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The Islamic State's (ISIS) Stalingrad-Ponyri at Kobani (Kobane)

Updated on October 28, 2014

One does not need to know military history about battles in WW2 to know some objectives act as a whirlpool that neither the attacker nor defender can get out of. For instance, in late 1942, the German 6th Army was ordered to seize Stalingrad in 1942. It was an epic historic battle made important because Hitler demanded it be taken (even though, his generals were not in favor of doing so. It was too far out and the fear of being encircled ran high). Tens of thousands were killed in the battle for terrain not worth a dog's life. The battle raged for months and ended in a stalemate, neither side controlled all of it. But, it became a symbol to each side. Then, as feared, the German 6th Army was encircled and captured in a horrific defeat that started the doom of the Germany's advance into Russia from 1941-43. Even after this blow, in 1943, during the Kursk offensive, where thousands of tanks fought one another, Hitler demanded the small town of Ponyri be taken at all costs. The battle for this town caused such carnage and slaughter amounting to 10,000 deaths and hundreds of tanks strewn in the surrounding area. Like Stalingrad, it became a whirlpool of quicksand that sucked both sides armed forces into battle that none could break away from. And, while German forces did manage to advance around the town, the town itself became a symbol to both sides and was contested for days until the losses were not worth the price.

Today, Kobani, Syria, on the Turkish border, is the Islamic State's Stalingrad or Ponyri. It is not a vital to any side but a symbol for the Kurdish of defiance (as Stalingrad was to the Russians) and dominance by ISIS. The battle for the town that was 120,000 people or so, is a vacuum sucking in more Kurds and more ISIS members to battle. Up until a few weeks ago, it seemed that the town was going to fall to ISIS (much like Stalingrad in the early days). But ISIS did not have the manpower at that time and American airstrikes put a delay on their offensive. So far, the battle has produced about 800 combat deaths total. ISIS and the Kurds are tossing more men and weapons into the battle but the American airpower (now that it is more persistent and better targeted) has tipped the scales in favor of the Kurds. But the Kurds are walking a thin line, for without the airpower, Kobani would have fallen already. The Kurds are the ISIS equal. They are just as relentless about winning the battle, their pride is at stake. ISIS relies on videos showing beheadings as a fear tactic. They recently claimed to have beheaded the fame woman fighter, Rehana, who the Kurds state has killed 100 ISIS soldiers. Each American bomb used there costs about $30,000, so, pilots want to be spot on with targeting and the Kurds are enabling this.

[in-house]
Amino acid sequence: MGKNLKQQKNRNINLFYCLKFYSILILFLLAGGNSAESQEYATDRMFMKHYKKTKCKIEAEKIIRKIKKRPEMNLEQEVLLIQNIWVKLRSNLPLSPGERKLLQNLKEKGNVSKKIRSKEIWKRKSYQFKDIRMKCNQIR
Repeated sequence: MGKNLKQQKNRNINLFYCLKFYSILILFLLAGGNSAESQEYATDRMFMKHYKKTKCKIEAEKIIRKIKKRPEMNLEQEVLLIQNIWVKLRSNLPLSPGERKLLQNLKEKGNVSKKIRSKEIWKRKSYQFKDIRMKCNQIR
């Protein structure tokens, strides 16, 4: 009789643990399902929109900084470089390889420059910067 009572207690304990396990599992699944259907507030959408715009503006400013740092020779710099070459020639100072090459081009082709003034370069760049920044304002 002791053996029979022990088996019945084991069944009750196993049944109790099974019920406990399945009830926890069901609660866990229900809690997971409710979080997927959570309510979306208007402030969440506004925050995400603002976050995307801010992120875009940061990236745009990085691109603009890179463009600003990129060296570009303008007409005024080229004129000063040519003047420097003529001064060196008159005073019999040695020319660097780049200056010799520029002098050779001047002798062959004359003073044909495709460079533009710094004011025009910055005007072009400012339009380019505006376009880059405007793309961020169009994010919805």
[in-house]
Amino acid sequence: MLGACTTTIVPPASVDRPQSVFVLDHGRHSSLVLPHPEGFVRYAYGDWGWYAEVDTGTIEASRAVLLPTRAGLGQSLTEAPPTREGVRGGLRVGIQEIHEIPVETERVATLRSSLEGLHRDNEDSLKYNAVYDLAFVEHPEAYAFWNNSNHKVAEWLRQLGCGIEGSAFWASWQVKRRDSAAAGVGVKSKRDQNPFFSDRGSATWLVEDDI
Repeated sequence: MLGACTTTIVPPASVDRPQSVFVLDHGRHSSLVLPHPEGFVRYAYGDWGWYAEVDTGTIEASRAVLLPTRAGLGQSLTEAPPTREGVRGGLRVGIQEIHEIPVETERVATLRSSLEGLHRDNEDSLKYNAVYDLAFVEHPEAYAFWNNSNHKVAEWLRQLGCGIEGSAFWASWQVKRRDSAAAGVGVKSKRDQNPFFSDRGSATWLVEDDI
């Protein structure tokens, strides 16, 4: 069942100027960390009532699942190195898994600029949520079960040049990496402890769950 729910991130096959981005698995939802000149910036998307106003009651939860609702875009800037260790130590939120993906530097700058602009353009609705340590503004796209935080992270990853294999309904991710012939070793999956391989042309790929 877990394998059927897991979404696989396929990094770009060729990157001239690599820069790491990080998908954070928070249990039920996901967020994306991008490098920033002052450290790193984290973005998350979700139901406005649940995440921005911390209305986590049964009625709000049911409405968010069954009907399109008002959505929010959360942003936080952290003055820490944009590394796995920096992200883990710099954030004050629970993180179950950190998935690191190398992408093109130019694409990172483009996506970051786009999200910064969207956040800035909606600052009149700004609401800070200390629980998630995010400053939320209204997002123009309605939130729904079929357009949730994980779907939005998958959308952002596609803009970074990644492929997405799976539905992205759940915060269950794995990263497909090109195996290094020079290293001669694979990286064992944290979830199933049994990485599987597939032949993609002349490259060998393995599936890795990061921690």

The Kurds have about 1500 men and women holding Kobani, while ISIS began their assault on the town in mid-September with between 4,000-8,000 men and 30-50 tanks supported by artillery. They have captured chlorine canisters and have used it on occasion, lastly, they now have Chinese man-held surface to air missiles capable of shooting down more primitive aircraft lacking ECM.

The battle for the city proper began in the first week of October, but by Sept. 21, they were within a few miles of it. The question is just how bad does ISIS want it? Will they continue to pour men and material into the quagmire? Or, look for more easy targets? Besides the status of winning Kobani, just why is it so important to ISIS? Turkey is not going to allow ISIS volunteers to enter there. There is no real value in the town. Maybe ISIS should save face and go after something more epic like the International Baghdad Airport, cut-off Baghdad and just terrorize it, or the Mosul Dam.


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